How to Prevent Prevent Leadership Failure
Are you working in an organization where leaders at the top derail? Do the leaders in your organization display personality characteristics that can lead failure?
One of the most powerful questions one can ask oneself is Am I working in a company where leaders are psychological minded and self aware? Inspiring leaders are aware of any personality characteristics that can lead to failed leadership.
Are you a leader who regularly exercises sound judgment? Are you able to create a high performance workplace by creating a workplace climate where people are fully engaged and are trusted by the workforce?
Preventing Executive Failure
There are no universal means for preventing failures, except perhaps for being alert for the warning signals that appear. In all cases of executive failures there have been warning signs that people chose not to heed.
Business people like to think of themselves as realists, but the fact is that wishful thinking, denial, and other forms of avoiding reality are deeply embedded in most corporate cultures.
How to Fight Executive Failure
Review the common causes of derailment with an executive coach. Chances are you will recognize some of them as part of your personality. In fact, some of these characteristics serve you well in getting ahead in your organization.
Here are three things you can do to take a closer, realistic look at your dark side.
1. Do an adversity analysis. Take a long hard look at your five biggest failures in your career. Ask yourself the following questions:
What behaviors in these circumstances did not serve you well?
What would your worst critics say about how you acted?
Do you see a theme or pattern in your behaviors?
Do any of the potential derailers fit this pattern?
In what way did you contribute to the failure?
2. Do a feedback session with your direct reports. Ask them to report to you with brutal honesty about your behaviors. This can be delivered to you in the form of a confidential anonymous report, or delivered as a group in person, but you must reassure them that nothing will be held against them and follow through with this promise. Ask them these questions:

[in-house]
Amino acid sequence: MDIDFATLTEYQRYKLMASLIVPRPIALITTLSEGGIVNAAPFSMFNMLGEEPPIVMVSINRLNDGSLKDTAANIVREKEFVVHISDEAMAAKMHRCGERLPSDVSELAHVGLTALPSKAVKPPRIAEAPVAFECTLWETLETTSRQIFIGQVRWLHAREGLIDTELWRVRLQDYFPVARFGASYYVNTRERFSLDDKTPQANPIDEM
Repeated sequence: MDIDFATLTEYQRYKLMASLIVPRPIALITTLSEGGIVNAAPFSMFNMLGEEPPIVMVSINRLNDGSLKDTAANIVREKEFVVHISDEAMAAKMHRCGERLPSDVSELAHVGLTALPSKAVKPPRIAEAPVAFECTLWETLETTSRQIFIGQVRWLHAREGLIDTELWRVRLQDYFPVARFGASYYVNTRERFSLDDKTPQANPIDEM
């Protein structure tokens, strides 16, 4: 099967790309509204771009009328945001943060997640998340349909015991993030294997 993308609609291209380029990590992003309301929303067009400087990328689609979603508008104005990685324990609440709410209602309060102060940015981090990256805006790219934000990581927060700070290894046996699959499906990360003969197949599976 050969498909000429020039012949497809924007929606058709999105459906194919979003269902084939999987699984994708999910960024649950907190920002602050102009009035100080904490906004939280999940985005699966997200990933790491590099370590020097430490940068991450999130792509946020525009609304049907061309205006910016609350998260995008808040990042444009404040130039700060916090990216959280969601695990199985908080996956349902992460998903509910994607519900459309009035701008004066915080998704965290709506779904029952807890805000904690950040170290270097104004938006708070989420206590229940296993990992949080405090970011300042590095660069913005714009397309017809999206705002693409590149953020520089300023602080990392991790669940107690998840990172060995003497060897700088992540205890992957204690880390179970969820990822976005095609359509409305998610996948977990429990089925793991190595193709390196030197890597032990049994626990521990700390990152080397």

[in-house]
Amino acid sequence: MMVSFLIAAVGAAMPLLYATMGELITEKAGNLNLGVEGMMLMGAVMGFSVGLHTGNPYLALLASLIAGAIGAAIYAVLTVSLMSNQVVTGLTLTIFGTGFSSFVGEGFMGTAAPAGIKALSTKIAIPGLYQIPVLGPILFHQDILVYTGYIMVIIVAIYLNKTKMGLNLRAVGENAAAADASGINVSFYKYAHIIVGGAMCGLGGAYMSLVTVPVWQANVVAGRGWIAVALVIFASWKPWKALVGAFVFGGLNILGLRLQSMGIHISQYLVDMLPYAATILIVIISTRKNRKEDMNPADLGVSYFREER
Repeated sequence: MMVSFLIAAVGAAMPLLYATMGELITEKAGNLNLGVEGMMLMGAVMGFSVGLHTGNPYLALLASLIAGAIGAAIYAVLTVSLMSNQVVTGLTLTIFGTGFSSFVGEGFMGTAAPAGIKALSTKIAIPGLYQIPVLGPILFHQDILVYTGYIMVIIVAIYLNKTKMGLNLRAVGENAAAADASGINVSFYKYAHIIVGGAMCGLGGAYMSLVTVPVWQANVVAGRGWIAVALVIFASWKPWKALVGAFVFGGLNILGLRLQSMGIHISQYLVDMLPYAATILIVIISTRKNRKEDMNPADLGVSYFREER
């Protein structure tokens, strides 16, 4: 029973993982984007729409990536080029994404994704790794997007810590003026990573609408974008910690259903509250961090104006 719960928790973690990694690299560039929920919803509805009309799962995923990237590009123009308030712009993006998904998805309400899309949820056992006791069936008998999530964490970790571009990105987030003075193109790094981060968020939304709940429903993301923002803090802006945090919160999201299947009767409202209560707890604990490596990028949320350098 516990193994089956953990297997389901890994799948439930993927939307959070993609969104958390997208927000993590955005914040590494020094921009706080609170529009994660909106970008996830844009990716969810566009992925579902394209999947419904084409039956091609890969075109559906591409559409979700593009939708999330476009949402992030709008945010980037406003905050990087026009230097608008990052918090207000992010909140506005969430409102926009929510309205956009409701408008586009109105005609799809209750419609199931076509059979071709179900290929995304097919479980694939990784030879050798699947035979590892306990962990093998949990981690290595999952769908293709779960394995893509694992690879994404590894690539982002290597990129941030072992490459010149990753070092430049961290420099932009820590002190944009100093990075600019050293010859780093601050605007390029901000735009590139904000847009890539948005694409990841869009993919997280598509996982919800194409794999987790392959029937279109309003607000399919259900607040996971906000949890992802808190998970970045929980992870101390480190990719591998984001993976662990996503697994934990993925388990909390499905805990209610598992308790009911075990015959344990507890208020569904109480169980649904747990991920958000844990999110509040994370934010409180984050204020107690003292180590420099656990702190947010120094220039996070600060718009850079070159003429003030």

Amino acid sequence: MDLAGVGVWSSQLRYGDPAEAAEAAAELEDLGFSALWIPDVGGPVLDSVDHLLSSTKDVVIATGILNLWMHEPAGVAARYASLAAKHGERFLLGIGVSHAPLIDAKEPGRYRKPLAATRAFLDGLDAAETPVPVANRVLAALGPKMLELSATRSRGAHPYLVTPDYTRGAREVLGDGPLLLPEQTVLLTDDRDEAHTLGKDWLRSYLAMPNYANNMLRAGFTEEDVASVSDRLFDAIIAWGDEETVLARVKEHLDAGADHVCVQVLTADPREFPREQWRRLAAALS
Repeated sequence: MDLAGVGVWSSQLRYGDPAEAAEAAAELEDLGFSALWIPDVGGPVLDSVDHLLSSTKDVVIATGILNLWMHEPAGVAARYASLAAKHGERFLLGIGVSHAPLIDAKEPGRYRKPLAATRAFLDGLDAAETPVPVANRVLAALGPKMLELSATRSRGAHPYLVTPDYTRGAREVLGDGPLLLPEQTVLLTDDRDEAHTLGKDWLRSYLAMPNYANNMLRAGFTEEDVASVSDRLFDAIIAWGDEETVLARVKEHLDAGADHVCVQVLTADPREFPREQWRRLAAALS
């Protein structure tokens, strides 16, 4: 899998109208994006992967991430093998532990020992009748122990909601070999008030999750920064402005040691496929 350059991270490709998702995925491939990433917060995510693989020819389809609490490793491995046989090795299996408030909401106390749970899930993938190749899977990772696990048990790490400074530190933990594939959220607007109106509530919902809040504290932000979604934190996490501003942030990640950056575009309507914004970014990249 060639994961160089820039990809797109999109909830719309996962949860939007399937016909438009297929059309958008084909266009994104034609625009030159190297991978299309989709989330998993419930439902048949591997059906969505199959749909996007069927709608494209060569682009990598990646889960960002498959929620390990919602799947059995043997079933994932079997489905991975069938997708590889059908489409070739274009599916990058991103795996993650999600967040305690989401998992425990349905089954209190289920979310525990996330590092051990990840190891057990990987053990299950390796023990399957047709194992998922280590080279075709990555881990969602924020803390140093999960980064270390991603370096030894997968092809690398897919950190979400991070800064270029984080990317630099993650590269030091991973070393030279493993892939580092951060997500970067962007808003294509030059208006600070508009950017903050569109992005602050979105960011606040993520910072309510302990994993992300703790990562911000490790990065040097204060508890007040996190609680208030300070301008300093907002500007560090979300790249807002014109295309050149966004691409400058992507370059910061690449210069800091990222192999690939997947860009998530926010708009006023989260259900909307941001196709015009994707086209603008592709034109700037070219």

What do I do that drives you nuts?
How do I force you to work around me rather than with me?
When you get together to complain about me, what do you complain about?
When I am under stress, what do I do that you think is counter-productive?
3. Work with your own coach, mentor, or trusted confident. An external coach works well for reviewing your dark side, as they are non-judgmental, professionally trained, and not politically involved with your organization. In order to get value from talking with someone, you must have complete trust in the person and process. You must be willing to expose your vulnerabilities in order to grow beyond your usual psychological defenses. Just knowing that other CEOs and executives have these common derailers and that they are not unusual can make it easier to admit them and learn how to manage them.
Working with a seasoned executive coach trained in emotional intelligence and incorporating leadership assessments such as the Bar-On EQ-i and CPI 260 can help you become an inspiring leader who displays the characteristics of good leadership. You can become a leader who models emotional intelligence, and who inspires people to become happily engaged with the strategy and vision of the company.
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Dr. Maynard Brusman is a consulting psychologist, executive coach and trusted advisor to senior leadership teams.
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